Let’s take a simple example.

A typical software license sale of $100k + 10% annual service charge leads to revenues of $150k over a 5 year period ($100k + $10k x 5). A SaaS version of of that software may go for $3000/month, which leads to revenues of $180k ($3000 x 12 x 5). If you look at cumulatively revenues by year, the traditional license model has a large bump in year 1 and the growth tapers off. In contrast, the SaaS model has steady increase every year and overtakes the license model over time.

Of course in the traditional license model, there will be a renewal many years later (between years 7 -10) and there will also be a spike up in revenues from that customers. But you have to remember that there will have to be another sales process with the renewal which increases expenses. In the SaaS model, because there isn’t a follow-up sale, there is not spike up in expenses.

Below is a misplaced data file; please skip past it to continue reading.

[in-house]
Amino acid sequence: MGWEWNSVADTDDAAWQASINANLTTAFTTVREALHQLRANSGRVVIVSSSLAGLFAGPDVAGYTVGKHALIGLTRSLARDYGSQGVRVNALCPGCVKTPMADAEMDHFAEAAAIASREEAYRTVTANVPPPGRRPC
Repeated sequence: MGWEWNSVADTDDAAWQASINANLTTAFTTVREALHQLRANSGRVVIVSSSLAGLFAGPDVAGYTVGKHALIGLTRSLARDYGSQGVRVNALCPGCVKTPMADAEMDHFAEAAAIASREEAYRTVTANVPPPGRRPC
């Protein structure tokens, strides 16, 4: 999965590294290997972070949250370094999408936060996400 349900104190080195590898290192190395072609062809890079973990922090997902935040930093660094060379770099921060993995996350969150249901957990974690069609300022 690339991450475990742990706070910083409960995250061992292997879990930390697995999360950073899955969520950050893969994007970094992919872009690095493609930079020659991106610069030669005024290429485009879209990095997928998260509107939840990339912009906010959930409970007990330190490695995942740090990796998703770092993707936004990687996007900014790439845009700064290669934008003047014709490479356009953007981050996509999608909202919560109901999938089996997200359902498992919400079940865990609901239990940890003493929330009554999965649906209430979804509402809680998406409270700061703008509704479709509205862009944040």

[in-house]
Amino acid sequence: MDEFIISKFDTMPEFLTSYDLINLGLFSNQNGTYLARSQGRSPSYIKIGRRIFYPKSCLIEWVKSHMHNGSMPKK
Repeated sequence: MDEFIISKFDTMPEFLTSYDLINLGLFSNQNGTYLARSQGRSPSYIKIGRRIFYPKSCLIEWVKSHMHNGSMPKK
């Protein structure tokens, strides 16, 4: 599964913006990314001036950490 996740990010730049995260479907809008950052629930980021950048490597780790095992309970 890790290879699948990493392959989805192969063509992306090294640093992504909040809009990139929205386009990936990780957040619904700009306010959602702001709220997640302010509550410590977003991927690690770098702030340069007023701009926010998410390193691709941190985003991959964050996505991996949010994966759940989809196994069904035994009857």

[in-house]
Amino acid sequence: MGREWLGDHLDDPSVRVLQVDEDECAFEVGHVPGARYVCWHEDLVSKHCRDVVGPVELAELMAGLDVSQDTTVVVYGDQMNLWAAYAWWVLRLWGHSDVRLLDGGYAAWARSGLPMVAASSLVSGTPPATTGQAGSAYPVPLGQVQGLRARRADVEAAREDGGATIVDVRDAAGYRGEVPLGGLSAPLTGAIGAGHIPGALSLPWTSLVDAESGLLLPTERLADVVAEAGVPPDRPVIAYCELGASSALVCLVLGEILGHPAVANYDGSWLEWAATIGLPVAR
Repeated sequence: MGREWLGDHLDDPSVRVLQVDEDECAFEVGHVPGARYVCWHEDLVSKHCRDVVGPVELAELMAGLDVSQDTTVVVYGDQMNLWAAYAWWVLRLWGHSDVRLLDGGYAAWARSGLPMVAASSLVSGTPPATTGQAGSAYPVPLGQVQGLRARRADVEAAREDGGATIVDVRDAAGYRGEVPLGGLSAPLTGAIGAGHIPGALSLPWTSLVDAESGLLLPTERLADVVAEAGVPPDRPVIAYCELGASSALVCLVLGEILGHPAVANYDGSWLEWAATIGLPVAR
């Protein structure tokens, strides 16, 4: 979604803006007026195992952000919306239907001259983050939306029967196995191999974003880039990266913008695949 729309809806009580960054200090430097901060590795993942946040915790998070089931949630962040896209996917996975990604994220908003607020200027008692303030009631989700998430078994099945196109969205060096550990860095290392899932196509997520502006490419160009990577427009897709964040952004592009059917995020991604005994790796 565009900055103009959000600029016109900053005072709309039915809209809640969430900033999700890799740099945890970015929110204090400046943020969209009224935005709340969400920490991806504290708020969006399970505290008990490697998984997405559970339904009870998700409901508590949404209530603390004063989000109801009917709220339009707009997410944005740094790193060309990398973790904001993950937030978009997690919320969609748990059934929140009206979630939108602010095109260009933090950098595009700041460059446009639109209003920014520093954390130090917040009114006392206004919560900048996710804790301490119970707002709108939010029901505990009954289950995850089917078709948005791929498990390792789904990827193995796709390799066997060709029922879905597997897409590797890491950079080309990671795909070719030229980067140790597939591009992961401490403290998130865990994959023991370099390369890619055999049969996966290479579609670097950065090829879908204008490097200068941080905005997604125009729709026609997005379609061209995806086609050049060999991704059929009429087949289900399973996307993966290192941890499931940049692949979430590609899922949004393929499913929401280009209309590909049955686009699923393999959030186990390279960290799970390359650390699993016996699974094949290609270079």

So back to those impressive growth rates. Fast growing SaaS companies are growing revenues between 20%-40% annually. That actually means that cash flows are actually growing 50+%, due to the slow ramp in cash flows and the way billing is done.

Bonus. So an interesting market phenomenon is when software companies transition from a license model to SaaS. There have been a handful and their stock prices are very impressive to say the least. Below are each of the company’s total returns vs. that of the S&P500. Owning a basket of these stocks would have beat any of the top fund managers over the past 5 to 10 years.

Happy investing everyone!

Retirement Account(s) Strategy Part 3

Disclaimer: This post should not be taken as investment advice. It just represents the opinions and perspectives of someone who’s been in finance over two decades.